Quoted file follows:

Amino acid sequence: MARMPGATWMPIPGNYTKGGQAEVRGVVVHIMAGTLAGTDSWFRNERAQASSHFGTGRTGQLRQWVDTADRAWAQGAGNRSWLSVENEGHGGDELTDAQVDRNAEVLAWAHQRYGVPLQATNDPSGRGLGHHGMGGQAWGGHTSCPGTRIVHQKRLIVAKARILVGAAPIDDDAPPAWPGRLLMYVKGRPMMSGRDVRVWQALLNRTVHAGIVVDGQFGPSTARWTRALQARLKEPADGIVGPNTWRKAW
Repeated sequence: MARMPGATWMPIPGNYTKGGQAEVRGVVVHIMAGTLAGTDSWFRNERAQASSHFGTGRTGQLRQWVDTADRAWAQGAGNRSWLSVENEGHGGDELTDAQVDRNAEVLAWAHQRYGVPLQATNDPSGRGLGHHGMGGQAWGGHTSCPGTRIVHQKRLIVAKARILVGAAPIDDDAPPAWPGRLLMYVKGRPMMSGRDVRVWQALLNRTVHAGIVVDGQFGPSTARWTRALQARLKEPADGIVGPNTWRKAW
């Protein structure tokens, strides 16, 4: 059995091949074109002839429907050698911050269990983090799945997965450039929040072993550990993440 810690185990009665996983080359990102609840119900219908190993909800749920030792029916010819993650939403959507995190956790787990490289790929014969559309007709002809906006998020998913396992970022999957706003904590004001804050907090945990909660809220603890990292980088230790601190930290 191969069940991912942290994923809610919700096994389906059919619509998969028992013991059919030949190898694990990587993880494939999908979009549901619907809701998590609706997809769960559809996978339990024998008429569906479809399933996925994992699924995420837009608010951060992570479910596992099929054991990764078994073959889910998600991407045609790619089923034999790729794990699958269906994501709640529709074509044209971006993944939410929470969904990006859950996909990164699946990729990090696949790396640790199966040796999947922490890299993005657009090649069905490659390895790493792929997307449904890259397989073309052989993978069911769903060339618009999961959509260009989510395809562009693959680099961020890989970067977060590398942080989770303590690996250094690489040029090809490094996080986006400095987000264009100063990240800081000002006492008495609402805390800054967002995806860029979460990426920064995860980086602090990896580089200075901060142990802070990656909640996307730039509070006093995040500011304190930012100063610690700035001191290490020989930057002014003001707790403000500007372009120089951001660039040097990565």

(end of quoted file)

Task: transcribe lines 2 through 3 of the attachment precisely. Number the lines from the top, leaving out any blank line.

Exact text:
Repeated sequence: MARMPGATWMPIPGNYTKGGQAEVRGVVVHIMAGTLAGTDSWFRNERAQASSHFGTGRTGQLRQWVDTADRAWAQGAGNRSWLSVENEGHGGDELTDAQVDRNAEVLAWAHQRYGVPLQATNDPSGRGLGHHGMGGQAWGGHTSCPGTRIVHQKRLIVAKARILVGAAPIDDDAPPAWPGRLLMYVKGRPMMSGRDVRVWQALLNRTVHAGIVVDGQFGPSTARWTRALQARLKEPADGIVGPNTWRKAW
């Protein structure tokens, strides 16, 4: 059995091949074109002839429907050698911050269990983090799945997965450039929040072993550990993440 810690185990009665996983080359990102609840119900219908190993909800749920030792029916010819993650939403959507995190956790787990490289790929014969559309007709002809906006998020998913396992970022999957706003904590004001804050907090945990909660809220603890990292980088230790601190930290 191969069940991912942290994923809610919700096994389906059919619509998969028992013991059919030949190898694990990587993880494939999908979009549901619907809701998590609706997809769960559809996978339990024998008429569906479809399933996925994992699924995420837009608010951060992570479910596992099929054991990764078994073959889910998600991407045609790619089923034999790729794990699958269906994501709640529709074509044209971006993944939410929470969904990006859950996909990164699946990729990090696949790396640790199966040796999947922490890299993005657009090649069905490659390895790493792929997307449904890259397989073309052989993978069911769903060339618009999961959509260009989510395809562009693959680099961020890989970067977060590398942080989770303590690996250094690489040029090809490094996080986006400095987000264009100063990240800081000002006492008495609402805390800054967002995806860029979460990426920064995860980086602090990896580089200075901060142990802070990656909640996307730039509070006093995040500011304190930012100063610690700035001191290490020989930057002014003001707790403000500007372009120089951001660039040097990565």